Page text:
Now in its seventh year, Maroon Edition is a university-wide program that encourages incoming freshmen to read the same book prior to fall-semester arrival. Throughout the school year, they discuss the selected work with other students, administration, faculty and staff members. For more, visit www.maroonedition.msstate.edu.

Part of the College of Architecture, Art and Design, MSU’s art department is home to the Magnolia State’s largest undergraduate studio art program. It offers a bachelor of fine arts degree, with concentrations in graphic design, photography and fine art (ceramics, drawing, painting, printmaking and sculpture).

The McComas Art Gallery is one of the several departmental venues that regularly features traveling exhibits, student shows, and group and solo exhibitions by professional artists. Exhibit hours for the gallery are 10 a.m.-4 p.m. Friday, as well as by appointment. For more, visit bit.ly/MSUArtGalleriesFB.

Additional gallery information is available from Lori Neuenfeldt, MSU art department’s coordinator for gallery and outreach programs, at 662-325-2973 or LNeuenfeldt@caad.msstate.edu.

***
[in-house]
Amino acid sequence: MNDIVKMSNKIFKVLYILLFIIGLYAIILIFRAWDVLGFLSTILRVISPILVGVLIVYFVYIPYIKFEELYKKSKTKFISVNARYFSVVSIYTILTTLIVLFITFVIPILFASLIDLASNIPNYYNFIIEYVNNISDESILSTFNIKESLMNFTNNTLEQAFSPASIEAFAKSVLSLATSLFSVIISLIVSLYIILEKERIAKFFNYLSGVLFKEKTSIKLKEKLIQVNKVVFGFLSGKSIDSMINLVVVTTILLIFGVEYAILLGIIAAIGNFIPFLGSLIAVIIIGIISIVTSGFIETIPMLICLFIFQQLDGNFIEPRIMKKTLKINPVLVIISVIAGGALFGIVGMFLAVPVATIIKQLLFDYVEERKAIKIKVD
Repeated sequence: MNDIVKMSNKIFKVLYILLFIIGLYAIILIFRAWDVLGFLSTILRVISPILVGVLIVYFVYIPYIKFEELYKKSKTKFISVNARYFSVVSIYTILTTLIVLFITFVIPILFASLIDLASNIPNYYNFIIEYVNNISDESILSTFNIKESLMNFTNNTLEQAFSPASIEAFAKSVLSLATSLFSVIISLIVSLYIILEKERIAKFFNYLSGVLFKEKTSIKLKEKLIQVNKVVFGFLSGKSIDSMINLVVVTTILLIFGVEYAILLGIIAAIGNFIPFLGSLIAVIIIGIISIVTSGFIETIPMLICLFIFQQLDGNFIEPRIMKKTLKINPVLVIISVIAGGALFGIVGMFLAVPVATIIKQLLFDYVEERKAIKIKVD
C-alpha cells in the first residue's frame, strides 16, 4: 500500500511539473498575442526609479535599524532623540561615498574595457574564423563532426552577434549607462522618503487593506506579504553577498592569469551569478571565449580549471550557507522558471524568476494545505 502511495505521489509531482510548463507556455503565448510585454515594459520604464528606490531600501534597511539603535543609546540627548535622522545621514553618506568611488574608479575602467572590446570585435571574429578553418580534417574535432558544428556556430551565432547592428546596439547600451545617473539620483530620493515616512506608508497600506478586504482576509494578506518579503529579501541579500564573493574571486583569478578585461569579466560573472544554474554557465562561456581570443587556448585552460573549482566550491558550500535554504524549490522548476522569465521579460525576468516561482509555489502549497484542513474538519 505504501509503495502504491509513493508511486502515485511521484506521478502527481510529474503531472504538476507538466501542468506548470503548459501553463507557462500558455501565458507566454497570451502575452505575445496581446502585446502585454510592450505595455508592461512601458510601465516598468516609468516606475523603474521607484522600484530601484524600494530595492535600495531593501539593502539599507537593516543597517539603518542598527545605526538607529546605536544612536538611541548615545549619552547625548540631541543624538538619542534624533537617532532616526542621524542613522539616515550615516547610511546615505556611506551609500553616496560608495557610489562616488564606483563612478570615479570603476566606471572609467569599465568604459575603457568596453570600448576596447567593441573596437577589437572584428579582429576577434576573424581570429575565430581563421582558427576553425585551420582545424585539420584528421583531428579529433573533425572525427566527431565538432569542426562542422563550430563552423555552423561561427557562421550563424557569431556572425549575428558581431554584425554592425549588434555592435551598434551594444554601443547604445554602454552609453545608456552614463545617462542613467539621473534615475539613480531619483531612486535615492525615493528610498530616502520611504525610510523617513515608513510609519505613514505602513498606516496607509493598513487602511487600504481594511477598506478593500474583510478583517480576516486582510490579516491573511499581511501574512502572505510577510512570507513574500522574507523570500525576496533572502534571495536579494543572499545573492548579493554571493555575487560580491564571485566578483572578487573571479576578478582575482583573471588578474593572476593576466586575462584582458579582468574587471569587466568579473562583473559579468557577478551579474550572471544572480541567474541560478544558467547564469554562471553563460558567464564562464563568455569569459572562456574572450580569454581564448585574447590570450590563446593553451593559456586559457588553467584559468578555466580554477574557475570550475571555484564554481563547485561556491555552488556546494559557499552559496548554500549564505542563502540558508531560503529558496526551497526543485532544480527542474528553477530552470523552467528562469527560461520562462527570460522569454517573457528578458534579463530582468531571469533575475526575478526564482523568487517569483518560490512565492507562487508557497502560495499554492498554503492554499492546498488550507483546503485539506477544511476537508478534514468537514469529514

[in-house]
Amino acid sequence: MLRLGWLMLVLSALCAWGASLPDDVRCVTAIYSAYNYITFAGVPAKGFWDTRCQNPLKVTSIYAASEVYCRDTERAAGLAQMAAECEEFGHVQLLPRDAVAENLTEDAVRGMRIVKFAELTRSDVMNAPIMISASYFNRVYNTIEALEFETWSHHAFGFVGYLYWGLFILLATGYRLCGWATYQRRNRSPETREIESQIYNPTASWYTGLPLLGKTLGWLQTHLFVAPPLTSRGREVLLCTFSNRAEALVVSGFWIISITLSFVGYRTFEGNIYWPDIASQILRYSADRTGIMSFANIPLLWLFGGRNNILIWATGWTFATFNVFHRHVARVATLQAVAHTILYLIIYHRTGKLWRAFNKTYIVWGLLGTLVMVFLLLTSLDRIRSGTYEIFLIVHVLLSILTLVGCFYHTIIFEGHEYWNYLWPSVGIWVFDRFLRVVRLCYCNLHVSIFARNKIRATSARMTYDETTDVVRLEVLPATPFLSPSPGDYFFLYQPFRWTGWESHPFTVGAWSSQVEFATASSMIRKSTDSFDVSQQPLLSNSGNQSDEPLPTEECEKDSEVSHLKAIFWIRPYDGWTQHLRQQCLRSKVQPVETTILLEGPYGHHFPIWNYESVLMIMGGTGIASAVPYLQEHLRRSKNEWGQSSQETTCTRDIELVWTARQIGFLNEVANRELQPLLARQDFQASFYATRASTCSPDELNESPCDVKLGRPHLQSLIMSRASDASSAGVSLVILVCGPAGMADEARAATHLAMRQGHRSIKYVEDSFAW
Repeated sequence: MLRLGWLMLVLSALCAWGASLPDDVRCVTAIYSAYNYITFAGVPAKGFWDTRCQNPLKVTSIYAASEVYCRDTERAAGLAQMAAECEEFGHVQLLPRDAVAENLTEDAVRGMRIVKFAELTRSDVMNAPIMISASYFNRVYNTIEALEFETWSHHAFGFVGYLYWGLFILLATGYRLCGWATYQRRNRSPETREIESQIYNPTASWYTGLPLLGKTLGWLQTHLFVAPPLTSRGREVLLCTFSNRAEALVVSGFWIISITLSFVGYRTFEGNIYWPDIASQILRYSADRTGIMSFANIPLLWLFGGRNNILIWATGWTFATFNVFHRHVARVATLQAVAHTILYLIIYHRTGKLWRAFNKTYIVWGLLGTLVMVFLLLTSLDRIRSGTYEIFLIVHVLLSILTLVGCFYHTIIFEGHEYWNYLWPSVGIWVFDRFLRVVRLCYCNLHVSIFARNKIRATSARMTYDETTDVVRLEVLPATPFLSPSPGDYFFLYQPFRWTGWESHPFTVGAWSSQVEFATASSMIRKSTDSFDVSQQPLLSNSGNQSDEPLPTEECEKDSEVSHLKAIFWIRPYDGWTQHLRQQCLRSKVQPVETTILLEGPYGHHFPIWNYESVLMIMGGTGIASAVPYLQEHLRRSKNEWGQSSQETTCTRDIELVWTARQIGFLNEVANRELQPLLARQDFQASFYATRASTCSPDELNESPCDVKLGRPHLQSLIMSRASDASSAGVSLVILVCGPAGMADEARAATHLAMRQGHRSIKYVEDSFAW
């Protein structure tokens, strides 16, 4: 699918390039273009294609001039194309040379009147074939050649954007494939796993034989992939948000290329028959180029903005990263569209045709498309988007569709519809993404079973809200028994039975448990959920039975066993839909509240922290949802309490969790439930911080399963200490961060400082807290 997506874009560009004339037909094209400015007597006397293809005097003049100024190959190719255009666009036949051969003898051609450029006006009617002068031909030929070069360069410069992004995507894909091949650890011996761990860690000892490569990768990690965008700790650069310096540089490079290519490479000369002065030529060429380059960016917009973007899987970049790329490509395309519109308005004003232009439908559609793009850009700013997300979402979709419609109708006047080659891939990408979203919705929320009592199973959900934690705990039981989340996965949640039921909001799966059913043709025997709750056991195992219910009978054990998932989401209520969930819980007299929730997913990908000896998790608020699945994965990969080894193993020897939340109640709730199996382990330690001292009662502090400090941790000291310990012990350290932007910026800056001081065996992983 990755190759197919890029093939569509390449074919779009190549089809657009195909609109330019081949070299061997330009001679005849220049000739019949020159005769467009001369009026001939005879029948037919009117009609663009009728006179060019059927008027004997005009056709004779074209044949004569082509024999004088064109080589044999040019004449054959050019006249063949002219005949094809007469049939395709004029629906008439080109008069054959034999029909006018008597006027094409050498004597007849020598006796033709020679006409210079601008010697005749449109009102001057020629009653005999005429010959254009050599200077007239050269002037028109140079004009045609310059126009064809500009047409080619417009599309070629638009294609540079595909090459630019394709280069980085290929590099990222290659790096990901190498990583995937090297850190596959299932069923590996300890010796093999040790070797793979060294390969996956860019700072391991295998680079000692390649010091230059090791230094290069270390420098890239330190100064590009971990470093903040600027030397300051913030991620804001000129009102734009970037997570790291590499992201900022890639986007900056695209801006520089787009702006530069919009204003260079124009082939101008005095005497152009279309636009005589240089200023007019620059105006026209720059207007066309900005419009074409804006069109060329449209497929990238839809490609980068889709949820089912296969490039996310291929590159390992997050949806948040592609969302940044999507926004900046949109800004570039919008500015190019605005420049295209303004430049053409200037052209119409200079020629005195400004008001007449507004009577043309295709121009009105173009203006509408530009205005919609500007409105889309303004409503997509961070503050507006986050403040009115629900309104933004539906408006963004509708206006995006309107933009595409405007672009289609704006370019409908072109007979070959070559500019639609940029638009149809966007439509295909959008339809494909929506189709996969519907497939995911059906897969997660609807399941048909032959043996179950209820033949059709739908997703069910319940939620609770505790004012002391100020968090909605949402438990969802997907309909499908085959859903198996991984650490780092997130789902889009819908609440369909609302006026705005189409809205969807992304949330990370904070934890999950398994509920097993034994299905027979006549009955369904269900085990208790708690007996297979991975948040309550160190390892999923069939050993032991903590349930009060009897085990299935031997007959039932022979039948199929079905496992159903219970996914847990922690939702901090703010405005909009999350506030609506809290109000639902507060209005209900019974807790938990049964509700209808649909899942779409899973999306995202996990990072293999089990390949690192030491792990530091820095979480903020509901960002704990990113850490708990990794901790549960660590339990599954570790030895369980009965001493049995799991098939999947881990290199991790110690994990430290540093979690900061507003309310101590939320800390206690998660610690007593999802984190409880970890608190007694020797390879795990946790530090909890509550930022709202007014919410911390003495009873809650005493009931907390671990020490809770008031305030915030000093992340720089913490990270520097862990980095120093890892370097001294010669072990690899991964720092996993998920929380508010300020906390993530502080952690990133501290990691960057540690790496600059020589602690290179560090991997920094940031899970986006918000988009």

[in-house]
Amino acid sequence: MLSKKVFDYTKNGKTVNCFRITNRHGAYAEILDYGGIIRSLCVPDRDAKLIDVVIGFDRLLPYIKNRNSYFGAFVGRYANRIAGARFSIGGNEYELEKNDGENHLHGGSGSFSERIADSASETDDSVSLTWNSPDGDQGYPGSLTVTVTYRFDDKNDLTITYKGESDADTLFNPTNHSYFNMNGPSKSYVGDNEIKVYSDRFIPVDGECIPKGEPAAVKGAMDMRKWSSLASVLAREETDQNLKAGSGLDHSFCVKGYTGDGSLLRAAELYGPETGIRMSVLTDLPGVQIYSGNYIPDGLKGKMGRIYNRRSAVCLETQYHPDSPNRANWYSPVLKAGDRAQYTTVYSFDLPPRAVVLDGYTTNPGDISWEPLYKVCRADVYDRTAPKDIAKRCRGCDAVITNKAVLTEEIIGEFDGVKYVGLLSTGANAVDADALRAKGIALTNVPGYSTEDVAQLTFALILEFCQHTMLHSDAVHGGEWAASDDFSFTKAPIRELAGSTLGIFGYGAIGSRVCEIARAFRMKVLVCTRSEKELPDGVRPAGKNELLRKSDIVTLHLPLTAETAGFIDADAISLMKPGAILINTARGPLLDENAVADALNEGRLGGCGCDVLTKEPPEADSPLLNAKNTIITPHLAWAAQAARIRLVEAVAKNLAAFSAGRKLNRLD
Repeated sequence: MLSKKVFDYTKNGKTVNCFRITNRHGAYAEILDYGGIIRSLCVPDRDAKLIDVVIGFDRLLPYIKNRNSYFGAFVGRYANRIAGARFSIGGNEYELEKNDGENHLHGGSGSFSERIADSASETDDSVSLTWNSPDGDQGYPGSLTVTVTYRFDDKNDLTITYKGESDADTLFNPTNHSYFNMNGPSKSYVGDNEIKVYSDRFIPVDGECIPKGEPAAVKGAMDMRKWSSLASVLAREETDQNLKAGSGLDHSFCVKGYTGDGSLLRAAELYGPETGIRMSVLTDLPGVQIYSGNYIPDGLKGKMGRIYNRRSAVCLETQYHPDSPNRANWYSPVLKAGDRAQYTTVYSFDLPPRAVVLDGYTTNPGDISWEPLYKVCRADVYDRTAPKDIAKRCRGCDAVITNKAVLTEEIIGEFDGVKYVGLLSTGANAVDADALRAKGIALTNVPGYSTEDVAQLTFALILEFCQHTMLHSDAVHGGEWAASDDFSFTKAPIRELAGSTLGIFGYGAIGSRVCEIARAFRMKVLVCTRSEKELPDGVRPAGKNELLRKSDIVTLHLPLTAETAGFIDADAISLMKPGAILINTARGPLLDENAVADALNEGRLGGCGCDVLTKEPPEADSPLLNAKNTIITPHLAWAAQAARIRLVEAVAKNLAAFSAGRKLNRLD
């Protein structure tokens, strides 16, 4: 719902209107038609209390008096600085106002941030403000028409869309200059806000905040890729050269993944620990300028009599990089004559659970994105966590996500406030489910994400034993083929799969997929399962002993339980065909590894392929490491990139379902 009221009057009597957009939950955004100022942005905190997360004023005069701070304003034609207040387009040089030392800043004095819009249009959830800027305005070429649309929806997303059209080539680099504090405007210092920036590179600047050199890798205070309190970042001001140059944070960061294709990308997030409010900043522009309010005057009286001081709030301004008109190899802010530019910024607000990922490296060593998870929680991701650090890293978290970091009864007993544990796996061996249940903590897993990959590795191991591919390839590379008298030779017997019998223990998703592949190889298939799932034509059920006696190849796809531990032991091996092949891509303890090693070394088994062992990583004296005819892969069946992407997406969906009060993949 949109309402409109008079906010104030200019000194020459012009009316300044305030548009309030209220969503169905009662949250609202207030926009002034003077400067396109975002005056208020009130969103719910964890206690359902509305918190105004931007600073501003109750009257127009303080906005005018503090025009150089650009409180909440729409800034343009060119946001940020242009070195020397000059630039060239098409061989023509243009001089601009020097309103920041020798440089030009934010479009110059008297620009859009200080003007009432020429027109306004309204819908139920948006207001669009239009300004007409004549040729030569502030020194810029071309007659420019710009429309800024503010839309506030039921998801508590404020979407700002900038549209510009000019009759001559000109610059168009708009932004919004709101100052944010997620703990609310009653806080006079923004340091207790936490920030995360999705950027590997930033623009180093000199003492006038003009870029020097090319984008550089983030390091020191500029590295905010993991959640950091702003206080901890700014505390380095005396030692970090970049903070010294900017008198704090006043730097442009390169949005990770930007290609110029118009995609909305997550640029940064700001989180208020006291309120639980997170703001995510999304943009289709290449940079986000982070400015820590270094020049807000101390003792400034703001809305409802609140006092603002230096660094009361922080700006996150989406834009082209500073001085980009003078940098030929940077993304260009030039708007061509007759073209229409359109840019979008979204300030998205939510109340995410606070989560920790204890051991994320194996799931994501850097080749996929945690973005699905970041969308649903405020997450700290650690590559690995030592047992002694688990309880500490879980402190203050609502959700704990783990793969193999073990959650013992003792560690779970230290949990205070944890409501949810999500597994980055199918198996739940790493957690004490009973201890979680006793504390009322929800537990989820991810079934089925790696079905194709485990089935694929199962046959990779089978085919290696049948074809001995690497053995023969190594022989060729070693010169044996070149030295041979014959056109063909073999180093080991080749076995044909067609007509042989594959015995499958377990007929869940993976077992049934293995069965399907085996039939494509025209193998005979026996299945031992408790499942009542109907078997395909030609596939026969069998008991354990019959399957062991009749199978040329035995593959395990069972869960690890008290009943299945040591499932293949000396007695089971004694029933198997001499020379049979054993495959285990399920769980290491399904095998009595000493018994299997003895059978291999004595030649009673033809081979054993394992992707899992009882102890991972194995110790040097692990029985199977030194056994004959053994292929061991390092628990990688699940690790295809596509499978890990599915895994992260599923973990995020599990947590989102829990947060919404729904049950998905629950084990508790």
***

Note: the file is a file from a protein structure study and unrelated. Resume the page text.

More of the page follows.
Complete information about the college and department is found at caad.msstate.edu, facebook.com/CAADatMSU and twitter.com/CAADatMSU.

MSU is Mississippi’s flagship research university, available online at www.msstate.edu.

Stewart bringing voice to KC

Twisted Rodeo - Fri, 08/28/2015 - 11:33am

KANSAS CITY, Mo. – Andy Stewart looks at his job from many angles.

He is a researcher, a statistician and an entertainer. He has the unique ability to put it all together as one of the top emcees in professional rodeo, a six-time nominee for the Professional Rodeo Cowboys Association’s Announcer of the Year.

He will bring his talents to Kansas City as the voice of the American Royal PRCA Rodeo, set for 7:30 p.m. Friday, Sept. 25, and 2 and 7:30 p.m. Saturday, Sept. 26, at Hale Arena inside the American Royal Complex.

Andy Stewart

Andy Stewart

“I feel that production is extremely important in the world of rodeo,” said Stewart, now in his 20th year in the PRCA. “If people get a $20 ticket, then we need to give them $40 worth of entertainment and get the most bang for their buck.”

It’s something fans have come to expect with the American Royal Rodeo over the years.

“Anytime you can be part of rodeo history – and every great cowboy, every legend that has been associated with our sport has been to the American Royal – it’s pretty special,” he said. “There are not a whole lot of rodeos in our industry that can make that kind of statement.

“For those guys to put enough trust in me to bring me in there to be part of that rodeo is a thrill.”